In a lengthy filing made September 5 by the NUP, prior to the September 6 hearing before Commissioner Karl, NUP attorney Richard Jacobs argued that the plaintiffs were seeking a temporary restraining order and included declarations of six Columbia County or Dayton residents, plus a declaration by Jacobs on behalf of the NUP.

Declarations were filed by Carol J. Anderson, Michael J. McQuary, Robin McQuary-Billow, Christopher Billow, Elise Severe as chair of the NUP and as resident of Unincorporated County, and Richard Jacobs. Anderson, McQuary, McQuary-Billow and Billow are residents of the city.

The declarations had in common the assertion that tax-paying citizens and city residents were being "disenfranchised" of their right to vote and would suffer damage by being denied services their taxes should provide. Anderson and McQuary stated they fear the proposition would cause damage to the community and its prestige.

Elise Severe, chair of NUP, stated she has monitored the "book ban," dissolution petition drive, "and the outrageous campaign to defame and chase our Library Director out of town." She enumerated her point of view of the dispute's history; acknowledged concerned citizens' several attempts to have Library Board review 11 objectionable books with the board supporting [the now former] library director's decisions; acknowledged that interim library director "gave in to Proposition 2's sponsors' demands and moved some books in the library."

Severe asserted that petition supporters "claimed that the books were sexually explicit and were being shown to young children in an effort to 'groom' them, presumably for some sort of sexual abuse. No evidence was ever provided, and it's not clear that a single young child ever access (sic) any of the books that the group complained about."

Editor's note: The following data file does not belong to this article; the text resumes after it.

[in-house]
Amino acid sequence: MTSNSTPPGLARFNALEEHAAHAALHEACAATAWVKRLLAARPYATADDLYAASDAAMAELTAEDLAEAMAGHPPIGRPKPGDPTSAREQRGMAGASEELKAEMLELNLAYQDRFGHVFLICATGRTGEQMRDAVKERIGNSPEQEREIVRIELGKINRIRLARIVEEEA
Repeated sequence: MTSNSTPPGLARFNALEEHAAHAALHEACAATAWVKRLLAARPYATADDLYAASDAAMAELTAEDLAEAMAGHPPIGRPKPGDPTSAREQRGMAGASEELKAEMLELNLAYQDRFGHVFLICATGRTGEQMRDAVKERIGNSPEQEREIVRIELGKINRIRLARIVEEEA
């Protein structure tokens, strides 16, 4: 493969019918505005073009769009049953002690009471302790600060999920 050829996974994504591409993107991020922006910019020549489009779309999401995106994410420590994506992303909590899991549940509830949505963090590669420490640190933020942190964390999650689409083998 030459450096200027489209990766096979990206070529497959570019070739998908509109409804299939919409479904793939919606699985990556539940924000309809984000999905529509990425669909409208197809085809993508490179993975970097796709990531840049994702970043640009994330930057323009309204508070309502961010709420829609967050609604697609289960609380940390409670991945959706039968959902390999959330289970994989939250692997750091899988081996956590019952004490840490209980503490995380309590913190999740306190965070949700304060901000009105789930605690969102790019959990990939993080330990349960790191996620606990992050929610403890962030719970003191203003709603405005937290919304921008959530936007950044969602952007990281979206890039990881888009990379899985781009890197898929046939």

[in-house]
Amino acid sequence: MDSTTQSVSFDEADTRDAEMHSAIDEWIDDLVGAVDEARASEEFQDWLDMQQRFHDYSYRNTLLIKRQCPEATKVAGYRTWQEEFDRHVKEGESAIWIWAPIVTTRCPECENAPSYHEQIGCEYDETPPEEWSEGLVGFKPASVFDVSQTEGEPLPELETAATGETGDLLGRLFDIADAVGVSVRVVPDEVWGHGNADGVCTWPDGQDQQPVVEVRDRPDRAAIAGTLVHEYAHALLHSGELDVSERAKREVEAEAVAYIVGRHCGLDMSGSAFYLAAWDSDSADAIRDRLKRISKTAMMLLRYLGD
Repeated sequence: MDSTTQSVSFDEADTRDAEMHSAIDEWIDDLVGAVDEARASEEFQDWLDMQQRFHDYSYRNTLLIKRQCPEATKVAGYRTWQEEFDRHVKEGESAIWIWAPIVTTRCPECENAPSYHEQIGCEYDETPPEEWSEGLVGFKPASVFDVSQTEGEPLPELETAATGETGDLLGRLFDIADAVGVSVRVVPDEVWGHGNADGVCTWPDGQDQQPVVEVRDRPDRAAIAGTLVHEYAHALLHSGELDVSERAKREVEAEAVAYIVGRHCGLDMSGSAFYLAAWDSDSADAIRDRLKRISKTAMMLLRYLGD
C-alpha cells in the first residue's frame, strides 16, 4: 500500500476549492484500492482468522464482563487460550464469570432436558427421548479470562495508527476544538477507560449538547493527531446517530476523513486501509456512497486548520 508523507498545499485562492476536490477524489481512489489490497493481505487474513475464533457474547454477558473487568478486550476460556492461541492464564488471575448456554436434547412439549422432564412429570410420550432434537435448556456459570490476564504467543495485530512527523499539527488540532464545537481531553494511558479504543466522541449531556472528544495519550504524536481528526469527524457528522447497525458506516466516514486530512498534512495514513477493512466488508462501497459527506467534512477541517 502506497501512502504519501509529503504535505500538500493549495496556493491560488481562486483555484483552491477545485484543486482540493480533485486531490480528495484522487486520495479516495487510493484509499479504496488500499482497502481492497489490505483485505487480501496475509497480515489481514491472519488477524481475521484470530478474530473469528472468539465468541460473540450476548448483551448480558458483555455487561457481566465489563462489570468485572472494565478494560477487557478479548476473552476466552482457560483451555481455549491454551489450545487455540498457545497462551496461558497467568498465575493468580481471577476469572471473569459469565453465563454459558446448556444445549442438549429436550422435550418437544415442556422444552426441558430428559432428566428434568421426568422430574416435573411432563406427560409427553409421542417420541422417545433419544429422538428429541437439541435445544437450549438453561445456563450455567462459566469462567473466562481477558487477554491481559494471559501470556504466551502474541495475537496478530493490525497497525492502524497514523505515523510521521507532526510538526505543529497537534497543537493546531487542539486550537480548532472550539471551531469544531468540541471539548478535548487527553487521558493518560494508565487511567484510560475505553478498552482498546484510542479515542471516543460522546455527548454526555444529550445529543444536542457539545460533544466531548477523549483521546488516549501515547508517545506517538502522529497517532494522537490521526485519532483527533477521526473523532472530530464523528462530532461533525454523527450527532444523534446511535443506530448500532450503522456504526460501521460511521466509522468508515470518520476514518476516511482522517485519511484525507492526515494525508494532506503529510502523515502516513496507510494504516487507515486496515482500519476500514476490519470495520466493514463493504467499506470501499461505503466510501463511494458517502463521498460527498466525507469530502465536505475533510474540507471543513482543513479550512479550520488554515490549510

Severe's declaration stated the controversy began in June, 2022, when the library announced "Pride Month. Jessica Ruffcorn and members of the Columbia County's (sic) Conservatives began a disinformation campaign online to discredit the Library, its director and to effect a book ban of approximately 11 books that Ms. Ruffcorn and other conservatives objected to."

Severe additionally detailed the circumstances surrounding the first vetting of signatures, the follow-up petition submission, and the commission approving Proposition 2.

A second declaration by Severe was included in the filing, identifying her as a resident of Unincorporated Columbia County, a taxpayer, and describing the damage dissolution would cause to her and the community at large, such as reading programs, toddler programs, literacy efforts, and the potential of possible newcomers relocating elsewhere due to this issue.

Richard Jacobs, counsel for the NUP, delineated the facts of the issue in his declaration.

Also filed September 7 was an Answer and Assertion of Cross-Claims on behalf of Columbia County, Auditor Will Hutchens and Director of Elections Cathy Abel, filed by prosecuting attorney Slack. Over two dozen pages of paragraph-by-paragraph answers to the NUP's complaint were given.

In the document County defendants admit to various allegations in the NUP suit, except in case defendants are without sufficient knowledge or information to form a belief, in instance where the allegations call for legal conclusions of the court, or if defendants may be considered guilty of any wrongdoing in the performance of their duties, among the many points asserted in the NUP complaint. County Defendants deny any wrongdoing in placing the measure at issue on the ballot.